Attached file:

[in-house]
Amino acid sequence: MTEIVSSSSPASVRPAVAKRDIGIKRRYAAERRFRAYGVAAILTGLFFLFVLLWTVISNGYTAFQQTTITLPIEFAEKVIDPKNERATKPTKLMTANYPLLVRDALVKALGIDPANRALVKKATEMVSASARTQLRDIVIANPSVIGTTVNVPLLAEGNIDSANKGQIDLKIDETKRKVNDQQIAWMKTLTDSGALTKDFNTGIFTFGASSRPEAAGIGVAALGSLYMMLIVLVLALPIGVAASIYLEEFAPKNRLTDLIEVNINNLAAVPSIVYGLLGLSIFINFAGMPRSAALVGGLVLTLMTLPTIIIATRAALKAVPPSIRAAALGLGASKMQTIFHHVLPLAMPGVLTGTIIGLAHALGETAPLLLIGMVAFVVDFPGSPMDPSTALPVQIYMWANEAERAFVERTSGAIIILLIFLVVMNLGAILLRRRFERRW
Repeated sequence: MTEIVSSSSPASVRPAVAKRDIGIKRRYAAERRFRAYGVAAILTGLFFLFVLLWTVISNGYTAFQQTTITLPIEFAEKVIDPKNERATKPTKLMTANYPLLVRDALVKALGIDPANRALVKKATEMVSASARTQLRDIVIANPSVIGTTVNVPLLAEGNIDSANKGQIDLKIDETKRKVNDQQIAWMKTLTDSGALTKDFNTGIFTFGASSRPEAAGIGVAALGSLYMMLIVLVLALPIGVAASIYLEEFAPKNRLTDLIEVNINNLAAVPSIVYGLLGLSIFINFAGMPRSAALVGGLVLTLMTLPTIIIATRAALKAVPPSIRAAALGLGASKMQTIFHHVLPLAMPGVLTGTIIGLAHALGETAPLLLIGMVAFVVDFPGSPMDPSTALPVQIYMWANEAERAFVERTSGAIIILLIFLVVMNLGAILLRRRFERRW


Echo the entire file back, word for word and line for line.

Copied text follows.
[in-house]
Amino acid sequence: MTEIVSSSSPASVRPAVAKRDIGIKRRYAAERRFRAYGVAAILTGLFFLFVLLWTVISNGYTAFQQTTITLPIEFAEKVIDPKNERATKPTKLMTANYPLLVRDALVKALGIDPANRALVKKATEMVSASARTQLRDIVIANPSVIGTTVNVPLLAEGNIDSANKGQIDLKIDETKRKVNDQQIAWMKTLTDSGALTKDFNTGIFTFGASSRPEAAGIGVAALGSLYMMLIVLVLALPIGVAASIYLEEFAPKNRLTDLIEVNINNLAAVPSIVYGLLGLSIFINFAGMPRSAALVGGLVLTLMTLPTIIIATRAALKAVPPSIRAAALGLGASKMQTIFHHVLPLAMPGVLTGTIIGLAHALGETAPLLLIGMVAFVVDFPGSPMDPSTALPVQIYMWANEAERAFVERTSGAIIILLIFLVVMNLGAILLRRRFERRW
Repeated sequence: MTEIVSSSSPASVRPAVAKRDIGIKRRYAAERRFRAYGVAAILTGLFFLFVLLWTVISNGYTAFQQTTITLPIEFAEKVIDPKNERATKPTKLMTANYPLLVRDALVKALGIDPANRALVKKATEMVSASARTQLRDIVIANPSVIGTTVNVPLLAEGNIDSANKGQIDLKIDETKRKVNDQQIAWMKTLTDSGALTKDFNTGIFTFGASSRPEAAGIGVAALGSLYMMLIVLVLALPIGVAASIYLEEFAPKNRLTDLIEVNINNLAAVPSIVYGLLGLSIFINFAGMPRSAALVGGLVLTLMTLPTIIIATRAALKAVPPSIRAAALGLGASKMQTIFHHVLPLAMPGVLTGTIIGLAHALGETAPLLLIGMVAFVVDFPGSPMDPSTALPVQIYMWANEAERAFVERTSGAIIILLIFLVVMNLGAILLRRRFERRW